Chinese steelmaker Baosteel said it had lost up to 15 days of orders for hot-rolled coil volumes as some cold-rolled coil customers had yet to restart operations after the Lunar New Year holidays.
During an update with analysts to discuss the current situation in China, the company warned that it may take longer for demand to recover after the coronavirus than was the case with SARS.
One reason for this is expected ongoing weakness in the auto sector, which is a key market for Baosteel. The Shanghai-based steelmaker is expecting a single digit growth decline this year in auto production, which would be the third consecutive year of contraction in the sector.
The company said orders for other steel products had been largely unaffected by the coronavirus.
S&P Global Ratings said in a report Thursday that Baosteel’s parent company, Baowu Steel Group, was hit by high iron ore prices and weak auto sales in 2019.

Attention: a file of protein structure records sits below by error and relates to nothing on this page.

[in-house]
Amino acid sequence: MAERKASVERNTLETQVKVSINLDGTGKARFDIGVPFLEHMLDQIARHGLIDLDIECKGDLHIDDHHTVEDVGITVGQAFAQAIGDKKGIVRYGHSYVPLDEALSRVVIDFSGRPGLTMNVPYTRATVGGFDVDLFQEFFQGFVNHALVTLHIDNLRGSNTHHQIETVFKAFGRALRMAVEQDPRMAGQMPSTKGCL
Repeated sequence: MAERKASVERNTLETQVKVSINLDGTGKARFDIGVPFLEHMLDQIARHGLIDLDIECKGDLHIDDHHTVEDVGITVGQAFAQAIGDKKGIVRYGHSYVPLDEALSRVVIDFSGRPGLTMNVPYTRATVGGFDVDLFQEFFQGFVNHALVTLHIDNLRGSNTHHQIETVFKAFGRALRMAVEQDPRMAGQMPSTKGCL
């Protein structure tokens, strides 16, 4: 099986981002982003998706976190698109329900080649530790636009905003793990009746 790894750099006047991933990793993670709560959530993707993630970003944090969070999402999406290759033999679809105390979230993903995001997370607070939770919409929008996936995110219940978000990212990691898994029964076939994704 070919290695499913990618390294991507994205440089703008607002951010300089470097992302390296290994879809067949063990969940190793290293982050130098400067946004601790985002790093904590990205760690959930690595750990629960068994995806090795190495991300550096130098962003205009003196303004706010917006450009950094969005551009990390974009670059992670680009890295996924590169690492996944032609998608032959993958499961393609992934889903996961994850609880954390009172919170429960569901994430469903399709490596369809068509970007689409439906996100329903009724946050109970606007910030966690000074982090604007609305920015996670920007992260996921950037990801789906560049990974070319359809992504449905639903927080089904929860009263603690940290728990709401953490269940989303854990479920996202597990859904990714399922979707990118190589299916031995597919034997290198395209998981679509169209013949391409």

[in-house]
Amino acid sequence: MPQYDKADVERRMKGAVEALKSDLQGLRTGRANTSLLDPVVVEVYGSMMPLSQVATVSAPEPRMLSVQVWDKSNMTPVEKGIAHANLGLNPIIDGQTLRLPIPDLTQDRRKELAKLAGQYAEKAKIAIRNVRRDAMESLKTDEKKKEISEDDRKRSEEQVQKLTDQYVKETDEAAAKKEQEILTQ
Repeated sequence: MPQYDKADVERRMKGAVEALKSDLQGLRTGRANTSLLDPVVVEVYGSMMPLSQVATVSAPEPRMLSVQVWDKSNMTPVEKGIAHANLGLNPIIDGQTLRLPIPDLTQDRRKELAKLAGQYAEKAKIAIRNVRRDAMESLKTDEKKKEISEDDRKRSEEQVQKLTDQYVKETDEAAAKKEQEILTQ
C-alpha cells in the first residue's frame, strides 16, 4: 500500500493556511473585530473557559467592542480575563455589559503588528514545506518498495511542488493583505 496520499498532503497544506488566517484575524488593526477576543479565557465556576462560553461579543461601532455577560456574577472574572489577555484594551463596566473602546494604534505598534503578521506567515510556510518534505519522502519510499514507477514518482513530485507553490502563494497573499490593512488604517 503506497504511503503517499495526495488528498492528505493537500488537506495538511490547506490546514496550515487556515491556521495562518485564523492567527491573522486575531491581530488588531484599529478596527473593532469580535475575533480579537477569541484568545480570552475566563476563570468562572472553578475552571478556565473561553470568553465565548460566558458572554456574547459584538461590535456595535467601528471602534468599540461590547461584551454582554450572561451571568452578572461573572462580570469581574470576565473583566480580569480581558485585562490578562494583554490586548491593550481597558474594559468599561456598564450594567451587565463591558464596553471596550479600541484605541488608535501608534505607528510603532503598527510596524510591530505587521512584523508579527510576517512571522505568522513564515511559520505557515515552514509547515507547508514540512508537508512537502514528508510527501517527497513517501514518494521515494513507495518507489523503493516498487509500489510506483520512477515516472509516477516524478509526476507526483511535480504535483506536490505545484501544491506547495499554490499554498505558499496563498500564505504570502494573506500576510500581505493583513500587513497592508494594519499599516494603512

“The aforementioned iron ore price spike affected China Baowu Steel Group Corp. Ltd.’s credit metrics, as did weak auto sales in 2019. Based on our assumptions that iron ore price will retreat as global supply recovers and auto sales resume growth, we expect Baowu’s debt-to-EBITDA will improve,” Ratings said.
Ratings forecast China’s steel demand to grow by 3%-3.5% in 2020 on the back of real estate and infrastructure, though manufacturing is expected to remain sluggish.
“We expect growth in real estate investment will slow in 2020 from the 9.9% level seen in 2019, given tight fund flows into the sector. Growth in infrastructure investment, rolled out to support the economy, will accelerate from 3.8% last year,” Ratings said.
Ratings has an average iron ore price “assumption” of $80/mt CFR in 2020.
S&P Global Platts assessed the 62% Fe iron ore index at $82.15/dry mt on Thursday, up $1.6/dmt on the day.